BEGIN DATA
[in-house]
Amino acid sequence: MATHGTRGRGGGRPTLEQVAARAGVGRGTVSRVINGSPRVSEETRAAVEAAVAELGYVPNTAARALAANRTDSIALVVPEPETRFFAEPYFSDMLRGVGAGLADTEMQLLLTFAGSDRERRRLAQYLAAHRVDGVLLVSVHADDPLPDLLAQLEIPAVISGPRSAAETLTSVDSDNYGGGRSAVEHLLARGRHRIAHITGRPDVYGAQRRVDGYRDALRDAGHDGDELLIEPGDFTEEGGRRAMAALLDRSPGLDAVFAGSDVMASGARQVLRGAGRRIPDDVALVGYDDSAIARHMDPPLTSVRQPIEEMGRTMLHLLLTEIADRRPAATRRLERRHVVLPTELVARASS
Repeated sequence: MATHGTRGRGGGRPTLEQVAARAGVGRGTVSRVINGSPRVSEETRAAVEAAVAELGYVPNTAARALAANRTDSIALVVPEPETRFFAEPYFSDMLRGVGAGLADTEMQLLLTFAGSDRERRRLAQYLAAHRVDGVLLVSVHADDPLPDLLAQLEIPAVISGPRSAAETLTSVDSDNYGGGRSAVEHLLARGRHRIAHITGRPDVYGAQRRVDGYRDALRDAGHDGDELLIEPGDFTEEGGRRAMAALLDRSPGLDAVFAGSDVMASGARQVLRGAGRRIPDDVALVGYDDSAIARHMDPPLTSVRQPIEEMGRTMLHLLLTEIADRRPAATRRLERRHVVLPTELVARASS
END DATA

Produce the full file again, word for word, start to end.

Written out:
[in-house]
Amino acid sequence: MATHGTRGRGGGRPTLEQVAARAGVGRGTVSRVINGSPRVSEETRAAVEAAVAELGYVPNTAARALAANRTDSIALVVPEPETRFFAEPYFSDMLRGVGAGLADTEMQLLLTFAGSDRERRRLAQYLAAHRVDGVLLVSVHADDPLPDLLAQLEIPAVISGPRSAAETLTSVDSDNYGGGRSAVEHLLARGRHRIAHITGRPDVYGAQRRVDGYRDALRDAGHDGDELLIEPGDFTEEGGRRAMAALLDRSPGLDAVFAGSDVMASGARQVLRGAGRRIPDDVALVGYDDSAIARHMDPPLTSVRQPIEEMGRTMLHLLLTEIADRRPAATRRLERRHVVLPTELVARASS
Repeated sequence: MATHGTRGRGGGRPTLEQVAARAGVGRGTVSRVINGSPRVSEETRAAVEAAVAELGYVPNTAARALAANRTDSIALVVPEPETRFFAEPYFSDMLRGVGAGLADTEMQLLLTFAGSDRERRRLAQYLAAHRVDGVLLVSVHADDPLPDLLAQLEIPAVISGPRSAAETLTSVDSDNYGGGRSAVEHLLARGRHRIAHITGRPDVYGAQRRVDGYRDALRDAGHDGDELLIEPGDFTEEGGRRAMAALLDRSPGLDAVFAGSDVMASGARQVLRGAGRRIPDDVALVGYDDSAIARHMDPPLTSVRQPIEEMGRTMLHLLLTEIADRRPAATRRLERRHVVLPTELVARASS